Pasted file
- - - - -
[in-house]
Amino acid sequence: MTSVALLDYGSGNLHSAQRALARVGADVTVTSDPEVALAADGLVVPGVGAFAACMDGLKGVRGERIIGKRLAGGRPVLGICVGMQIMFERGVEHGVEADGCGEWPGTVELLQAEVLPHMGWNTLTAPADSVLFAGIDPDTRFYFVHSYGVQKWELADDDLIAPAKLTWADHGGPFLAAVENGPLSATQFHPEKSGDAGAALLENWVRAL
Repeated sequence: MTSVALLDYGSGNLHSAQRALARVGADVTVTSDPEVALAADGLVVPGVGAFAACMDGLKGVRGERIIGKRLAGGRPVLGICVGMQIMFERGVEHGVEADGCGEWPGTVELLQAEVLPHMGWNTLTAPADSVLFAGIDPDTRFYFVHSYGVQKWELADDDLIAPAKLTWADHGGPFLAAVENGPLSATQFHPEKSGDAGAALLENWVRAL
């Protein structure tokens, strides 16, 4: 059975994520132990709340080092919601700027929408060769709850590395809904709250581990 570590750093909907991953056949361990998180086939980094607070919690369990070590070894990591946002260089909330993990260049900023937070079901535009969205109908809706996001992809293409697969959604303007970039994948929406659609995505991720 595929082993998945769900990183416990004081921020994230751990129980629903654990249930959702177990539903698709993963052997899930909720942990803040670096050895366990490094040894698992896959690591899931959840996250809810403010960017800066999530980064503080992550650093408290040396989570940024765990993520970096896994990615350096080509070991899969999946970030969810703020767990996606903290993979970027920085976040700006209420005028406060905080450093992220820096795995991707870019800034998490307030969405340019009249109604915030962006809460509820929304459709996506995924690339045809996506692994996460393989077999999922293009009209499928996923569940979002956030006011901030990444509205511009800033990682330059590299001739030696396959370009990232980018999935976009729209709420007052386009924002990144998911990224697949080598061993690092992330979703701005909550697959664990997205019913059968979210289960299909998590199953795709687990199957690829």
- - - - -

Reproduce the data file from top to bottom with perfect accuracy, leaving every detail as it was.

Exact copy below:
[in-house]
Amino acid sequence: MTSVALLDYGSGNLHSAQRALARVGADVTVTSDPEVALAADGLVVPGVGAFAACMDGLKGVRGERIIGKRLAGGRPVLGICVGMQIMFERGVEHGVEADGCGEWPGTVELLQAEVLPHMGWNTLTAPADSVLFAGIDPDTRFYFVHSYGVQKWELADDDLIAPAKLTWADHGGPFLAAVENGPLSATQFHPEKSGDAGAALLENWVRAL
Repeated sequence: MTSVALLDYGSGNLHSAQRALARVGADVTVTSDPEVALAADGLVVPGVGAFAACMDGLKGVRGERIIGKRLAGGRPVLGICVGMQIMFERGVEHGVEADGCGEWPGTVELLQAEVLPHMGWNTLTAPADSVLFAGIDPDTRFYFVHSYGVQKWELADDDLIAPAKLTWADHGGPFLAAVENGPLSATQFHPEKSGDAGAALLENWVRAL
């Protein structure tokens, strides 16, 4: 059975994520132990709340080092919601700027929408060769709850590395809904709250581990 570590750093909907991953056949361990998180086939980094607070919690369990070590070894990591946002260089909330993990260049900023937070079901535009969205109908809706996001992809293409697969959604303007970039994948929406659609995505991720 595929082993998945769900990183416990004081921020994230751990129980629903654990249930959702177990539903698709993963052997899930909720942990803040670096050895366990490094040894698992896959690591899931959840996250809810403010960017800066999530980064503080992550650093408290040396989570940024765990993520970096896994990615350096080509070991899969999946970030969810703020767990996606903290993979970027920085976040700006209420005028406060905080450093992220820096795995991707870019800034998490307030969405340019009249109604915030962006809460509820929304459709996506995924690339045809996506692994996460393989077999999922293009009209499928996923569940979002956030006011901030990444509205511009800033990682330059590299001739030696396959370009990232980018999935976009729209709420007052386009924002990144998911990224697949080598061993690092992330979703701005909550697959664990997205019913059968979210289960299909998590199953795709687990199957690829």